Following Pekka Rinne‘s retirement last offseason, the spotlight was on Saros having to carry the heavy load of being the Predators’ franchise goaltender. He devlivered on that by receiving his first career Vezina Trophy nomination last week.
Joining Saros for awards nomination is Roman Josi as both a Norris Trophy finalist and a finalist for the Ted Lindsay Award for Most Outstanding Player as voted by member of the NHLPA.
The Nashville Predators have always been a franchise that leans heavily on their goaltenders, even from the inaugural season in 1998-99 with Mike Dunham and Tomas Vokoun. But when Rinne took over, the Predators enjoyed generational elite talent at the position.
Saros has all the tools to replicate similar achievements that Rinne did. Saros had the most starts in the NHL with 67, with the nex closest being Connor Hellebuyck with 66.
Nashville Predators continue to rely heavily on their goaltender
On top of the heavy usage, Saros also faced the second-most shots in the NHL with 2,107 shots against, while still managing a commendable .918 save percentage.
Simply put, without Saros this Predators team probably doesn’t even sniff the playoffs and would’ve been battling with Arizona and Chicago at the bottom of the division.
The unfortunate lower-body injury that Saros suffered against Calgary with two games left in the regular season put his importance to this team at the forefront.
Despite the heroic efforts from Connor Ingram in Game 2, and quite frankly the entire series against the offensive juggernaut Colorado Avalanche, we’ll just never know for sure what difference Saros would’ve made. Maybe he steals a game, or the Predators at least keep it more competitive, but the Avalanche are still winning that series rather easily.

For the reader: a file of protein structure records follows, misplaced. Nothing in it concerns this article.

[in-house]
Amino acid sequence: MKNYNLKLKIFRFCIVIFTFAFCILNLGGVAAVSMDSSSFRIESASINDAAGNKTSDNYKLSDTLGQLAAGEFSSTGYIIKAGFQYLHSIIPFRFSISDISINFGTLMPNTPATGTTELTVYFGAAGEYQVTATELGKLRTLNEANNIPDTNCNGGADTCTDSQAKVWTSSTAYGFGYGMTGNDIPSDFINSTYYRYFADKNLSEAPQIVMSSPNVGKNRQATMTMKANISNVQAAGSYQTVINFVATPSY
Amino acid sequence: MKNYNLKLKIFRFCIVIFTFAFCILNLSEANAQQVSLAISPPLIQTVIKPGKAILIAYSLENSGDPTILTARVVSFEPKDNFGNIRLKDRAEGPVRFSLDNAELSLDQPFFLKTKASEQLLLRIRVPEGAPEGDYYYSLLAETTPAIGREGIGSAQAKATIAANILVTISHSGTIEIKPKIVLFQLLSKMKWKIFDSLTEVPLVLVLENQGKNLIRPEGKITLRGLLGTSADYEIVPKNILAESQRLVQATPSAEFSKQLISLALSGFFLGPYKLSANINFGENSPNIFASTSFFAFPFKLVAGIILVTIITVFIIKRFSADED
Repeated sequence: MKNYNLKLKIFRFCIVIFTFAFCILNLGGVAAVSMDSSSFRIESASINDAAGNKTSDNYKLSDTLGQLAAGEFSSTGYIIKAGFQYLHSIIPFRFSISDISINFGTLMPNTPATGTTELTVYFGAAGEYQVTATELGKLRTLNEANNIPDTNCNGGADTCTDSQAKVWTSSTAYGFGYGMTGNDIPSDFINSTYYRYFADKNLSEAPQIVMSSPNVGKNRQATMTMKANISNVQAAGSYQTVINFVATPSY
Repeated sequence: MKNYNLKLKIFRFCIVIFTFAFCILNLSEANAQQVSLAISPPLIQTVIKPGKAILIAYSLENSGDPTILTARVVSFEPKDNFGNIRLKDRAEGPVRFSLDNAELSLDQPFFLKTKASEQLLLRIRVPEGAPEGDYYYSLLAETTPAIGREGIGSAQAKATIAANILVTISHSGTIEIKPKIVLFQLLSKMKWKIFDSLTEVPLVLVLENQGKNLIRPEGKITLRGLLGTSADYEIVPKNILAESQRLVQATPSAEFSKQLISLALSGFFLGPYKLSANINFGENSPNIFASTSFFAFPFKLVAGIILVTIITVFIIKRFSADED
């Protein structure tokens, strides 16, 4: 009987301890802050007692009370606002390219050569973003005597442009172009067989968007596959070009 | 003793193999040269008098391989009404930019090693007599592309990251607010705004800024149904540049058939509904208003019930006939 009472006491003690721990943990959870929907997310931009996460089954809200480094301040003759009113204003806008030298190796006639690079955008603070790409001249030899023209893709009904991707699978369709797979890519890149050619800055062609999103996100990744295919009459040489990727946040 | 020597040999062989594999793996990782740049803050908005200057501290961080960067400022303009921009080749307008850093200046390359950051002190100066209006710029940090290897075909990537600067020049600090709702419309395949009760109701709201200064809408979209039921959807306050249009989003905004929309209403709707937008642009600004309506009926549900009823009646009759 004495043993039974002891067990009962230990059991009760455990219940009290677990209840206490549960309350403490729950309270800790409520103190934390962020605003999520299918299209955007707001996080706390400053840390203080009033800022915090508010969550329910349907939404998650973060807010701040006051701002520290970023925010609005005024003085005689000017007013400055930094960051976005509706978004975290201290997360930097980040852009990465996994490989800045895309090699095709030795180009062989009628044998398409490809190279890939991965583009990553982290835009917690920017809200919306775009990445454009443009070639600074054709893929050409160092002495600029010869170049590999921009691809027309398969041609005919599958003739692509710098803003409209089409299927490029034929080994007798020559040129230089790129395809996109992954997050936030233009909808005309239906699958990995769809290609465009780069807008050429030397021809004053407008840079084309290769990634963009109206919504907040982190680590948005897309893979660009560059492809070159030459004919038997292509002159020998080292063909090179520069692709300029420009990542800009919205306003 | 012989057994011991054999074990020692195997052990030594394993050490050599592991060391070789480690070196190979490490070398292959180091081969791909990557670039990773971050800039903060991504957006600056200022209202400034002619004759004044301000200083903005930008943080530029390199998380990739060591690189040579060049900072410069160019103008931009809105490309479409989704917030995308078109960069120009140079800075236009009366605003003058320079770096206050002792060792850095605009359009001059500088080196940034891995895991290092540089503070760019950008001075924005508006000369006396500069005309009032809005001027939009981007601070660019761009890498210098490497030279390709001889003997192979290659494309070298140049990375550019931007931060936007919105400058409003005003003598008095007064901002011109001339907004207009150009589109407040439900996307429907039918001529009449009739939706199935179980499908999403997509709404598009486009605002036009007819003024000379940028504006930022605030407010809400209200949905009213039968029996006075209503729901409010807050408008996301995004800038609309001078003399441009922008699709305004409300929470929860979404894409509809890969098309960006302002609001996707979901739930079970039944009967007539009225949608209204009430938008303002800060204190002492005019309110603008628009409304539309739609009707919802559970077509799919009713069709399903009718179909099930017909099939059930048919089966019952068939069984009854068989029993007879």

Now the task at hand for the Nashville Predators front office is to keep building around Saros and bringing up more of the promising young talent that’s both in the prospect pool and that has already logged NHL minutes this past season, like Tanner Jeannot, Philip Tomasino and Alexandre Carrier.
Bringing it back to Saros in regards to his first career Vezina Trophy nomination, it should be the first of many. This isn’t his year to claim the award as Igor Shesterkin is the clear winner with some astounding numbers despite having 15 fewers starts than Saros.
Saros has a bright future ahead of him and has a high likelihood of eventually winning a Vezina Trophy. He’s just 27-years-old and has three seasons lef ton his current contract with the Predators.
Better goal support for Saros is paramount for this franchise to get over their first round playoff woes that’s plagued them since Saros became a regular on the roster in 2017-18 as Rinne’s backup.
Among goaltenders with at least 20 games played, Saros was 24th in the NHL in Goals For Average at 3.07. For perspective, one of the other finalists Jacob Markstrom was ninth in the NHL in goal support at 3.46, while Shesterkin got slightly less goal support at 2.98.
It can’t be argued that Saros is currently a top-five goaltender at minimum, while the NHL has several rising young goaltenders who will make the Vezina Trophy a difficult one to claim in future season.
Saros is right up there in that class and showed that this past season, despite some late season struggles and the injury.
It’s just a matter of when, and not if, for me. Saros will win a Vezina Trophy in the next five years.